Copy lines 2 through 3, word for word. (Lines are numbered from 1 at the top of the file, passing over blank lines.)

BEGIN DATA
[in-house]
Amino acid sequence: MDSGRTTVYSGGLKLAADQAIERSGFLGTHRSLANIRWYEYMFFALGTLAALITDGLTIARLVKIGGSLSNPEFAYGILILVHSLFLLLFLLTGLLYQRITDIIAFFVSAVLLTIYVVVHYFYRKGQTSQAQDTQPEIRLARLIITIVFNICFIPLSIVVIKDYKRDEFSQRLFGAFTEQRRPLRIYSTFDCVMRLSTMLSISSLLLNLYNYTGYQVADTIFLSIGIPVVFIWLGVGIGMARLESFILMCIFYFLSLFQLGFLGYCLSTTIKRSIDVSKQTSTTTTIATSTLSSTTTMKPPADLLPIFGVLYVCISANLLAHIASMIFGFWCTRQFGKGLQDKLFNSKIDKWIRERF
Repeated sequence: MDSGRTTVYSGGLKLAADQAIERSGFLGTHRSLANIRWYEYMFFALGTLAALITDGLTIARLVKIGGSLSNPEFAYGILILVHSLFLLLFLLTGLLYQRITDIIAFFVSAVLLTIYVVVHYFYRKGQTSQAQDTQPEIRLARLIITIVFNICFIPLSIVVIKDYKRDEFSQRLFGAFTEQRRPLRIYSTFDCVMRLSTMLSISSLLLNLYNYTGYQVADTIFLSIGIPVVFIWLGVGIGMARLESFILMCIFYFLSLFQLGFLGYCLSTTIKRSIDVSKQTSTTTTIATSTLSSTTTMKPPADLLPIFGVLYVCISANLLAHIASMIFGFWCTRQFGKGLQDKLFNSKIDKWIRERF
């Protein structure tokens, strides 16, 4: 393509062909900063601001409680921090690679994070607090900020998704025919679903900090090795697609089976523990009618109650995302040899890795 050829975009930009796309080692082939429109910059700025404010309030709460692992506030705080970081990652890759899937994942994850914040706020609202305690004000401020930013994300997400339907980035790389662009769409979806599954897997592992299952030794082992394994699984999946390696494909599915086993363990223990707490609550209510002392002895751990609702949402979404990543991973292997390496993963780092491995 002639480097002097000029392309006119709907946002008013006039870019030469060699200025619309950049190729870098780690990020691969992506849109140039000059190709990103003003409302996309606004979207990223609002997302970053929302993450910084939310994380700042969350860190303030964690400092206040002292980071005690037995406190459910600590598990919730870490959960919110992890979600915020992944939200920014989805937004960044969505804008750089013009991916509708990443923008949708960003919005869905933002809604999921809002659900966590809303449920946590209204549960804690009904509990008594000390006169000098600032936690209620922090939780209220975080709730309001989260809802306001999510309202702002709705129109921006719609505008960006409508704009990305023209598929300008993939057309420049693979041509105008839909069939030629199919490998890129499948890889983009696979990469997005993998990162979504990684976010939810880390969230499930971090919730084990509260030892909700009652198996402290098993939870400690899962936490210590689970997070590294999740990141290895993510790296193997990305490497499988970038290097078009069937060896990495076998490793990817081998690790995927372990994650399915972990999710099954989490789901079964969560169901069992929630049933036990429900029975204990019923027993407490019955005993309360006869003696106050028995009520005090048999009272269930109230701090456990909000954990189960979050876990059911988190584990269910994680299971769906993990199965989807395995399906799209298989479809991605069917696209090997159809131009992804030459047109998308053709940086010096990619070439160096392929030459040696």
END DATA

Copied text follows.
Amino acid sequence: MDSGRTTVYSGGLKLAADQAIERSGFLGTHRSLANIRWYEYMFFALGTLAALITDGLTIARLVKIGGSLSNPEFAYGILILVHSLFLLLFLLTGLLYQRITDIIAFFVSAVLLTIYVVVHYFYRKGQTSQAQDTQPEIRLARLIITIVFNICFIPLSIVVIKDYKRDEFSQRLFGAFTEQRRPLRIYSTFDCVMRLSTMLSISSLLLNLYNYTGYQVADTIFLSIGIPVVFIWLGVGIGMARLESFILMCIFYFLSLFQLGFLGYCLSTTIKRSIDVSKQTSTTTTIATSTLSSTTTMKPPADLLPIFGVLYVCISANLLAHIASMIFGFWCTRQFGKGLQDKLFNSKIDKWIRERF
Repeated sequence: MDSGRTTVYSGGLKLAADQAIERSGFLGTHRSLANIRWYEYMFFALGTLAALITDGLTIARLVKIGGSLSNPEFAYGILILVHSLFLLLFLLTGLLYQRITDIIAFFVSAVLLTIYVVVHYFYRKGQTSQAQDTQPEIRLARLIITIVFNICFIPLSIVVIKDYKRDEFSQRLFGAFTEQRRPLRIYSTFDCVMRLSTMLSISSLLLNLYNYTGYQVADTIFLSIGIPVVFIWLGVGIGMARLESFILMCIFYFLSLFQLGFLGYCLSTTIKRSIDVSKQTSTTTTIATSTLSSTTTMKPPADLLPIFGVLYVCISANLLAHIASMIFGFWCTRQFGKGLQDKLFNSKIDKWIRERF